WPC: Eerie places I’ve shivered in.


For this week’s challenge Cheri Lucas shared a photo taken by Merilee Mitchell entitled “Ghost Child.”  She said that “a photo doesn’t have to be blatantly macabre to be eerie. But it can have a mysterious, otherworldly vibe — the viewer wonders what lurks in the shadows. Something eerie has a story to tell — one you aren’t quite sure you want to know.”

Cheri asks that our pics be in B&W, so here are a few places I’ve visited on my travels, which have literally given me the shivers. If you click on the pics, you’ll get the full ‘eerie’ effect.  😯

In downtown Lima, Peru, below the ‘Convento de San Francisco’, along some secret passageways, are catacombs containing an Ossuary in which it is estimated lie the bones of 70,000 people. They are lined up along narrow hallways, and one area contains several large and deep holes, filled with bones and skulls arranged above each other in circular patterns. This 17th century Baroque church, originally had a normal graveyard for its members, but when space became a problem, the skulls and bones were removed from the graves and thrown into a deep pit, which over time, became the last resting place for most of Lima’s dead. When the place was discovered and opened up for archeological excavation in 1943, they found the bones just heaped up in there, and decided that the catacombs would have more ‘appeal’ if they were arranged artistically, so they placed the skulls together in a centre pile, with same length arm bones radiating outward, and matching leg bones extending beyond the arms; a rather eerie sight indeed.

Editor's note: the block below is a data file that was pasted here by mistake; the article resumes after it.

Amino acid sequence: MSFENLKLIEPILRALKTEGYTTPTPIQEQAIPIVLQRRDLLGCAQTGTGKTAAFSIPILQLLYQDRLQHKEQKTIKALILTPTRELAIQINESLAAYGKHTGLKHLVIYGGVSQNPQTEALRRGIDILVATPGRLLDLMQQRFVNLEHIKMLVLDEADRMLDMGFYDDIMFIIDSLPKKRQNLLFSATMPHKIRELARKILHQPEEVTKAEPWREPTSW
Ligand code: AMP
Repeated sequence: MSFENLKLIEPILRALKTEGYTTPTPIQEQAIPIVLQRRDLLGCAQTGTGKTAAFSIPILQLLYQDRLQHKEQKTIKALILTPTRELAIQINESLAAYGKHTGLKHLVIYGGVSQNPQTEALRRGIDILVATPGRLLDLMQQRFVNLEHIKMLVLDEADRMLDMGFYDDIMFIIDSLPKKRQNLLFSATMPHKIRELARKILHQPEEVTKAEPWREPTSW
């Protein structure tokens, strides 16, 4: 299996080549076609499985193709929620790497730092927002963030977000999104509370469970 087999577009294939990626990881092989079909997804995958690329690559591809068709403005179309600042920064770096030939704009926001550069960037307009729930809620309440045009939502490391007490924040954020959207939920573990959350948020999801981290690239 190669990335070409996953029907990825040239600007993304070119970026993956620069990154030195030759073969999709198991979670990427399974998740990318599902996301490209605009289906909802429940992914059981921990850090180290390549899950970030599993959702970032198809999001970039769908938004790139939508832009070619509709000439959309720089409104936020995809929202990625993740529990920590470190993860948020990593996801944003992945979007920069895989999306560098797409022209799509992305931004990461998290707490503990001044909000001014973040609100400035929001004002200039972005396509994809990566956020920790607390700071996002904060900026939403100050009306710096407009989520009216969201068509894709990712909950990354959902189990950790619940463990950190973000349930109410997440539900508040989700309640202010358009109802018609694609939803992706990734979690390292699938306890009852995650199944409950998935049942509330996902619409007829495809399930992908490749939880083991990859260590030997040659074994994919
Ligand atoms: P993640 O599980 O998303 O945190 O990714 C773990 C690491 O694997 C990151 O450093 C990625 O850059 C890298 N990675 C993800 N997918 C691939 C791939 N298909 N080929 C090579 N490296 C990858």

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In the Italian Medieval town of Monterosso in the Cinque Terre, is the Romanesque style church of Saint John the Baptist, built of black and white Italian marble. Right next door is the Oratory of the Dead (also black and white), which was built by a brotherhood of good works. Their good work consisted of arranging funerals, taking care of widows, orphans, and the shipwrecked, and their symbols were a skull and crossbones, an hourglass, and the happy inscription “Death awaits us all.” There is a skull and crossbones above the door, and skeletons decorate the cornices.

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On 24th August 79 AD, Mount Vesuvius erupted, burying the city of Pompeii under twenty-seven feet of volcanic ash. The ruins were discovered in 1748, and in 1865, excavations began. At the time of its destruction, Pompeii had a population of some 20,000 people.  It was a really eerie feeling to be walking along the original roads, and to be able to see ruts made by the chariot wheels all those years ago, before this community was blanketed in a thick layer of hot ash.

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The Colosseum in Rome has a very bloody history indeed. In this arena, the Emperor entertained the public with free games, which started off with a few circus acts, but usually ended with fights to the death between wild animals and gladiators. To mark the inauguration of the building in AD 80, some 9,000 wild animals were destroyed. Today it stands as a monument to Roman imperial power and cruelty, where for centuries, literally thousands of people whom they saw as criminals, Christian martyrs, professional fighters and wild animals, were cold-bloodedly killed, just for sport. Standing there imagining the cheers of the 50,000 strong crowd, and the horrible gory spectacles, really gave me the shudders.